Solar tariff moratorium remains as House fails veto override attempt

congress house veto solar tariffs

The U.S. House of Representatives came up short in its attempt to override President Joe Biden’s veto of a resolution to eliminate his two-year tariff moratorium on imported solar panels.

The House voted 214-205 on Wednesday, 76 shy of the 290 needed for the two-thirds majority required to override Biden’s veto of H.J. Res. 39 (118). Eight Democrats voted in favor of the veto override and eight Republicans voted against.

“Today’s vote underscores just how unpopular it is to threaten American jobs and undermine energy security,” said Abigail Ross Hopper, president and CEO of the Solar Energy Industries Association (SEIA). “The American solar and storage industry is creating opportunities in communities across the country, and re-instituting harmful retroactive tariffs at this juncture would harm business certainty and trigger layoffs, delaying the promise of the Inflation Reduction Act.”

Ross Hopper added that the two-year tariff moratorium serves as “an important bridge” as the solar industry continues to expand domestic manufacturing and strengthen the U.S. solar and storage supply chain.

“With this business certainty in hand, solar companies can get back to building our country’s clean energy future,” she said.

H.J. Res. 39 was drafted by the U.S. House of Representatives Ways & Means Committee, which invoked the Congressional Review Act (CRA) to nullify the tariff pause on solar panels made in Cambodia, Malaysia, Thailand or Vietnam that using parts and components manufactured in China that are not already subject to an antidumping or countervailing duty order.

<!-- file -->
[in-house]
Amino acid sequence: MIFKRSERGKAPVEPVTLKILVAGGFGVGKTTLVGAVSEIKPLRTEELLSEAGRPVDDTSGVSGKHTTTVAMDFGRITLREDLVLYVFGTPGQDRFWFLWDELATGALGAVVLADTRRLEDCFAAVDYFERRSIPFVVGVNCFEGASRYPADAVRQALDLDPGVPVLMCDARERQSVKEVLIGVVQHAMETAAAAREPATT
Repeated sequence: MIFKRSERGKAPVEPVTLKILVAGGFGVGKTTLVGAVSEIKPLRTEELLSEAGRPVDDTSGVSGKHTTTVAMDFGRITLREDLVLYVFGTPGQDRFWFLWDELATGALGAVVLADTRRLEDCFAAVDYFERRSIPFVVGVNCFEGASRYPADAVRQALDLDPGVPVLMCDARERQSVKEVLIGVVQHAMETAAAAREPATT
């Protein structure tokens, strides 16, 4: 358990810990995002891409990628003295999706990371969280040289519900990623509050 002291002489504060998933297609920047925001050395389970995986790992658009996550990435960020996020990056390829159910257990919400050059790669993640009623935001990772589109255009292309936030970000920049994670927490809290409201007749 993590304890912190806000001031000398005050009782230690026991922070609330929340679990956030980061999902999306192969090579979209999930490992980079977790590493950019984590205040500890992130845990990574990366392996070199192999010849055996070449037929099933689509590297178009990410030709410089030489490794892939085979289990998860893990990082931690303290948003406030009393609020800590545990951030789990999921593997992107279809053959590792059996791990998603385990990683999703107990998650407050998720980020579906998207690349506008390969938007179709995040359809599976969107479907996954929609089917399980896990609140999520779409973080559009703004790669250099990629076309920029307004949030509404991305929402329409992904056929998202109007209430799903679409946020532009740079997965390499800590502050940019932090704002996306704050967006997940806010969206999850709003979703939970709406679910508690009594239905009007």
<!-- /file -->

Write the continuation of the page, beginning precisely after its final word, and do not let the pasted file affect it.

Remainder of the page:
The bill passed the House 221-202 on April 28. The Senate followed suit with a 56-41 vote on May 3. The president received the bill on May 9 and vetoed it May 16. A two-thirds majority would have been needed in both chambers of Congress to override the veto.

“I vetoed H.J. Res. 39 because we cannot afford to create new uncertainty for American businesses and workers in the solar industry,” Biden said. “We can and must strengthen our energy security by maintaining our focus on expanding U.S. capacity that is ready to come on line as this temporary bridge concludes in June 2024.”

Biden touted how his “Investing in America” agenda has routed hundreds of billions of dollars to support clean energy investment and create jobs.

“When it comes to solar, since I took office, 51 new and expanded solar equipment manufacturing plants have been announced, and America is now on track to increase domestic solar panel manufacturing capacity eight-fold,” he said. “The fact is, my plan is working.”

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